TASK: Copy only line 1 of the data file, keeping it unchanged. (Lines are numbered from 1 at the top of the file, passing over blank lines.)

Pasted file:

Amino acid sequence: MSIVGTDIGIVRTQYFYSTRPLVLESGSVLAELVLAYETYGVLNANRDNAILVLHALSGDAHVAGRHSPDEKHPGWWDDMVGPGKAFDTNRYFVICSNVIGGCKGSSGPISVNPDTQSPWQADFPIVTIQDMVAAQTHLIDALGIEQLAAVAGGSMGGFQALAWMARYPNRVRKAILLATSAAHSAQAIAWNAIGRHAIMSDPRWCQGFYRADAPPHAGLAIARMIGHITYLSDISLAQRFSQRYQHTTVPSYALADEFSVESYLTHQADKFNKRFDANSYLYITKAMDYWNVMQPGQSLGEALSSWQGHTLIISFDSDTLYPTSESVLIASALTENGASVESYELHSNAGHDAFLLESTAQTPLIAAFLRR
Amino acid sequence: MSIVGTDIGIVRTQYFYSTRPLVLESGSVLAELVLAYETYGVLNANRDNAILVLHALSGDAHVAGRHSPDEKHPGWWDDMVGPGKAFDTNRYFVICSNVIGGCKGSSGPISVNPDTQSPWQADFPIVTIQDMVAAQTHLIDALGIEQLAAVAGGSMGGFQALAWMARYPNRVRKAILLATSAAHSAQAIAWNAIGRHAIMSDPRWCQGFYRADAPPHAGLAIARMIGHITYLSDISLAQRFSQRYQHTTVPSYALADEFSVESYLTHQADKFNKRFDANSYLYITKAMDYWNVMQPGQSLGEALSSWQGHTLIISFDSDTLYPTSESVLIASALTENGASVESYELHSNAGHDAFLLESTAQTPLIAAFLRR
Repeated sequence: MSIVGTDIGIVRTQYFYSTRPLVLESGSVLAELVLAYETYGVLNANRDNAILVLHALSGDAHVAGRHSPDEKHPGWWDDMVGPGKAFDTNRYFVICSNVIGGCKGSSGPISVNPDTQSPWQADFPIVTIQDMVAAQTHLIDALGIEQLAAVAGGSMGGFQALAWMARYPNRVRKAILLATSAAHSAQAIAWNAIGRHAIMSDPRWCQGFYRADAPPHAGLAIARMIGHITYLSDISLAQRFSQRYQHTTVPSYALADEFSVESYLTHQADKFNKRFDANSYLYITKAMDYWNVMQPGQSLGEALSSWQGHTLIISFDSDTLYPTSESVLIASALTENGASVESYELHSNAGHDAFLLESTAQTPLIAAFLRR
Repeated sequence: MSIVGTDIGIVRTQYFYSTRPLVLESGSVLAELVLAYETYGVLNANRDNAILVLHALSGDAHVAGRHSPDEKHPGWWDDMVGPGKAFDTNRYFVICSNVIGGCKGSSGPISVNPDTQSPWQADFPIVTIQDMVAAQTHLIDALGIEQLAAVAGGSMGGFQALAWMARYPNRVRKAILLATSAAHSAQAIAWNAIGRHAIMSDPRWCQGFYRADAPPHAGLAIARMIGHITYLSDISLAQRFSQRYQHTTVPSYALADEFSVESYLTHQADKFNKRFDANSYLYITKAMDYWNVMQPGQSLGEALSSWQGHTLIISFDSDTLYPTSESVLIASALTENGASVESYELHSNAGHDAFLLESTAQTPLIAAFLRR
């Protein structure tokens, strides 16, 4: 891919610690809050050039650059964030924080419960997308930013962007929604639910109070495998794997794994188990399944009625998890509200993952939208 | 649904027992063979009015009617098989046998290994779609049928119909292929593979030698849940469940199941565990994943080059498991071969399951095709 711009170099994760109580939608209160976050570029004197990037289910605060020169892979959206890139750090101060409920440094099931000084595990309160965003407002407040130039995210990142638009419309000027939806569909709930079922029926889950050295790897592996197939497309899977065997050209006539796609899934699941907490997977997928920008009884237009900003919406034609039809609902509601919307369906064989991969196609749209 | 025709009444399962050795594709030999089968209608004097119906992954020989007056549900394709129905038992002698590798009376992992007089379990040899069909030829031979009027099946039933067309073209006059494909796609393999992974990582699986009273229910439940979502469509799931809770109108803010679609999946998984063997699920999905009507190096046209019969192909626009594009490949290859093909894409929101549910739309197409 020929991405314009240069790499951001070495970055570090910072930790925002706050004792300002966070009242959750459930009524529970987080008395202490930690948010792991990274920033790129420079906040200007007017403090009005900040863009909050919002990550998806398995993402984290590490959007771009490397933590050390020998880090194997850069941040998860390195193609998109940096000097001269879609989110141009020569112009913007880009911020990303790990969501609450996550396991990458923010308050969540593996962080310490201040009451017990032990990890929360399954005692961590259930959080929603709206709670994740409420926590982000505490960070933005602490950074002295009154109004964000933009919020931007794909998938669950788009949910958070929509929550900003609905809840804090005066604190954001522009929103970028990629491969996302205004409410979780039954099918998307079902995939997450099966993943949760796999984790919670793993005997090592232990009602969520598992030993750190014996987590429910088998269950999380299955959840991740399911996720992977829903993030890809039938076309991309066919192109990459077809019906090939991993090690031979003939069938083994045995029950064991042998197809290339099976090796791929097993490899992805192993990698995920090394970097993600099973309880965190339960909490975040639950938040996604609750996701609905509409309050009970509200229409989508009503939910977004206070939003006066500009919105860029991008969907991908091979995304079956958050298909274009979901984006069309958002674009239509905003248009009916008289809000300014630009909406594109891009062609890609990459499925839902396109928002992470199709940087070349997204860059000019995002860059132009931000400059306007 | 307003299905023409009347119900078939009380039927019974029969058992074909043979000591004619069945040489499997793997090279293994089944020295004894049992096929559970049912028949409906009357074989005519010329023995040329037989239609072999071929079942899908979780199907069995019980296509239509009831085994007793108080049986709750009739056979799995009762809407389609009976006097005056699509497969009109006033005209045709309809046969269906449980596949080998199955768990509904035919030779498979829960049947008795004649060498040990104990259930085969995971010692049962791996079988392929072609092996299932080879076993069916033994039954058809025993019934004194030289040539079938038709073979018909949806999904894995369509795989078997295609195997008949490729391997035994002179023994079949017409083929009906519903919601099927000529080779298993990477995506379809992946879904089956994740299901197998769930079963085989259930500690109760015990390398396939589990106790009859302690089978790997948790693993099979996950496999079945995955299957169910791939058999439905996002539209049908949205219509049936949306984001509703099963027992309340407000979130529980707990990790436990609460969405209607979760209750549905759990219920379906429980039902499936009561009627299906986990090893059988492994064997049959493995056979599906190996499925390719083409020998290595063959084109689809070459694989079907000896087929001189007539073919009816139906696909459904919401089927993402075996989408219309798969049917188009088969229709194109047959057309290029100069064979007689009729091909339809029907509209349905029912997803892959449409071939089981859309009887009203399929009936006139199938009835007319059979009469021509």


Amino acid sequence: MSIVGTDIGIVRTQYFYSTRPLVLESGSVLAELVLAYETYGVLNANRDNAILVLHALSGDAHVAGRHSPDEKHPGWWDDMVGPGKAFDTNRYFVICSNVIGGCKGSSGPISVNPDTQSPWQADFPIVTIQDMVAAQTHLIDALGIEQLAAVAGGSMGGFQALAWMARYPNRVRKAILLATSAAHSAQAIAWNAIGRHAIMSDPRWCQGFYRADAPPHAGLAIARMIGHITYLSDISLAQRFSQRYQHTTVPSYALADEFSVESYLTHQADKFNKRFDANSYLYITKAMDYWNVMQPGQSLGEALSSWQGHTLIISFDSDTLYPTSESVLIASALTENGASVESYELHSNAGHDAFLLESTAQTPLIAAFLRR